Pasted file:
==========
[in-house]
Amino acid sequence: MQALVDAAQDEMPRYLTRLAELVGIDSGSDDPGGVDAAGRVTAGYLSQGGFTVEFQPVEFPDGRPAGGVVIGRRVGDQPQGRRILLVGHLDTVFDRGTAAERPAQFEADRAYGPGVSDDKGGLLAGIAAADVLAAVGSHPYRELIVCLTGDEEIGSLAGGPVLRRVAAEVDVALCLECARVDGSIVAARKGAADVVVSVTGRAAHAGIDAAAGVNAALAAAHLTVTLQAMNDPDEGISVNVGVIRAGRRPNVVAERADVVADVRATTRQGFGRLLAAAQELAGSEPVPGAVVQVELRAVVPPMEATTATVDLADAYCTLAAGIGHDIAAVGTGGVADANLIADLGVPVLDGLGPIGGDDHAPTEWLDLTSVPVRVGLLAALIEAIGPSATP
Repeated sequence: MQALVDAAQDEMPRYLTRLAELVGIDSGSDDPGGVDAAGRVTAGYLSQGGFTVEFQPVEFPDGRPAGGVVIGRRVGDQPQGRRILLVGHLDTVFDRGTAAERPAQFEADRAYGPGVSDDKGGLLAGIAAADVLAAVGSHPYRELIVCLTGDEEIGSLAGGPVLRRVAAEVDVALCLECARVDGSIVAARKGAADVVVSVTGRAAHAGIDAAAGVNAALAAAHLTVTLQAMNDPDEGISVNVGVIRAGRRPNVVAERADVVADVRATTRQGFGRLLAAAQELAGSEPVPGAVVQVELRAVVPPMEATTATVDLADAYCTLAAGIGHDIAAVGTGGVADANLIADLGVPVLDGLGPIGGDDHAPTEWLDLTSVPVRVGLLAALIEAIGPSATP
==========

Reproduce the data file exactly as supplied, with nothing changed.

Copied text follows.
[in-house]
Amino acid sequence: MQALVDAAQDEMPRYLTRLAELVGIDSGSDDPGGVDAAGRVTAGYLSQGGFTVEFQPVEFPDGRPAGGVVIGRRVGDQPQGRRILLVGHLDTVFDRGTAAERPAQFEADRAYGPGVSDDKGGLLAGIAAADVLAAVGSHPYRELIVCLTGDEEIGSLAGGPVLRRVAAEVDVALCLECARVDGSIVAARKGAADVVVSVTGRAAHAGIDAAAGVNAALAAAHLTVTLQAMNDPDEGISVNVGVIRAGRRPNVVAERADVVADVRATTRQGFGRLLAAAQELAGSEPVPGAVVQVELRAVVPPMEATTATVDLADAYCTLAAGIGHDIAAVGTGGVADANLIADLGVPVLDGLGPIGGDDHAPTEWLDLTSVPVRVGLLAALIEAIGPSATP
Repeated sequence: MQALVDAAQDEMPRYLTRLAELVGIDSGSDDPGGVDAAGRVTAGYLSQGGFTVEFQPVEFPDGRPAGGVVIGRRVGDQPQGRRILLVGHLDTVFDRGTAAERPAQFEADRAYGPGVSDDKGGLLAGIAAADVLAAVGSHPYRELIVCLTGDEEIGSLAGGPVLRRVAAEVDVALCLECARVDGSIVAARKGAADVVVSVTGRAAHAGIDAAAGVNAALAAAHLTVTLQAMNDPDEGISVNVGVIRAGRRPNVVAERADVVADVRATTRQGFGRLLAAAQELAGSEPVPGAVVQVELRAVVPPMEATTATVDLADAYCTLAAGIGHDIAAVGTGGVADANLIADLGVPVLDGLGPIGGDDHAPTEWLDLTSVPVRVGLLAALIEAIGPSATP